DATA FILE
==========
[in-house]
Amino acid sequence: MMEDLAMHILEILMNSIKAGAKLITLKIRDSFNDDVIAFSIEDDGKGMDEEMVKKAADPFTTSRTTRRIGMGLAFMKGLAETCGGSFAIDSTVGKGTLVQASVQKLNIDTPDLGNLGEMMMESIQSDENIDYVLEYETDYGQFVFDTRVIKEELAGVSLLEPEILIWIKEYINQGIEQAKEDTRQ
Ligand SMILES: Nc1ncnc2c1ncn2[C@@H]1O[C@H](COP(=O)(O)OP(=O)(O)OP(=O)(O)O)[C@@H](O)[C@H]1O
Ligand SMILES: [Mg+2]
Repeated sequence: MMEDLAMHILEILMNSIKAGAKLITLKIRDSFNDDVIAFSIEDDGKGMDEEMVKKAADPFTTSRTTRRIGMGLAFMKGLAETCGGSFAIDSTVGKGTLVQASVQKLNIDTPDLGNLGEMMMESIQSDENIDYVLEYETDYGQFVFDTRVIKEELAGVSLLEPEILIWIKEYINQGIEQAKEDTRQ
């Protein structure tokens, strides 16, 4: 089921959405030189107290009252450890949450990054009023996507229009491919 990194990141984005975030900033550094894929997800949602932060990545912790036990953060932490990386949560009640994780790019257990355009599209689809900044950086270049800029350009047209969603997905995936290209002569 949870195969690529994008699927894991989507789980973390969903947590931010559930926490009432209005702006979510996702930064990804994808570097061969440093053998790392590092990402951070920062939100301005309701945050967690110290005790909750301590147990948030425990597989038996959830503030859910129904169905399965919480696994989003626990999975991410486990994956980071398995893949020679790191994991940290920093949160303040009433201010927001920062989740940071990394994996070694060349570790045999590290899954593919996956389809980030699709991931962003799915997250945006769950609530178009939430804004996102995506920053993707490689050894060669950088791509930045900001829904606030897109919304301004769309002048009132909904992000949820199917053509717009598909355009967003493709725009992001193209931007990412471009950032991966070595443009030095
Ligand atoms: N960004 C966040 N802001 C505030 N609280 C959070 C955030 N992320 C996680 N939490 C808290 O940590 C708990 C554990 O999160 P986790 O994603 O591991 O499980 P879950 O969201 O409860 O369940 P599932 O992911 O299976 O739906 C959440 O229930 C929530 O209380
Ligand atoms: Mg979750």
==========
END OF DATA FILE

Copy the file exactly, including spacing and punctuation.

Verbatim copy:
[in-house]
Amino acid sequence: MMEDLAMHILEILMNSIKAGAKLITLKIRDSFNDDVIAFSIEDDGKGMDEEMVKKAADPFTTSRTTRRIGMGLAFMKGLAETCGGSFAIDSTVGKGTLVQASVQKLNIDTPDLGNLGEMMMESIQSDENIDYVLEYETDYGQFVFDTRVIKEELAGVSLLEPEILIWIKEYINQGIEQAKEDTRQ
Ligand SMILES: Nc1ncnc2c1ncn2[C@@H]1O[C@H](COP(=O)(O)OP(=O)(O)OP(=O)(O)O)[C@@H](O)[C@H]1O
Ligand SMILES: [Mg+2]
Repeated sequence: MMEDLAMHILEILMNSIKAGAKLITLKIRDSFNDDVIAFSIEDDGKGMDEEMVKKAADPFTTSRTTRRIGMGLAFMKGLAETCGGSFAIDSTVGKGTLVQASVQKLNIDTPDLGNLGEMMMESIQSDENIDYVLEYETDYGQFVFDTRVIKEELAGVSLLEPEILIWIKEYINQGIEQAKEDTRQ
């Protein structure tokens, strides 16, 4: 089921959405030189107290009252450890949450990054009023996507229009491919 990194990141984005975030900033550094894929997800949602932060990545912790036990953060932490990386949560009640994780790019257990355009599209689809900044950086270049800029350009047209969603997905995936290209002569 949870195969690529994008699927894991989507789980973390969903947590931010559930926490009432209005702006979510996702930064990804994808570097061969440093053998790392590092990402951070920062939100301005309701945050967690110290005790909750301590147990948030425990597989038996959830503030859910129904169905399965919480696994989003626990999975991410486990994956980071398995893949020679790191994991940290920093949160303040009433201010927001920062989740940071990394994996070694060349570790045999590290899954593919996956389809980030699709991931962003799915997250945006769950609530178009939430804004996102995506920053993707490689050894060669950088791509930045900001829904606030897109919304301004769309002048009132909904992000949820199917053509717009598909355009967003493709725009992001193209931007990412471009950032991966070595443009030095
Ligand atoms: N960004 C966040 N802001 C505030 N609280 C959070 C955030 N992320 C996680 N939490 C808290 O940590 C708990 C554990 O999160 P986790 O994603 O591991 O499980 P879950 O969201 O409860 O369940 P599932 O992911 O299976 O739906 C959440 O229930 C929530 O209380
Ligand atoms: Mg979750």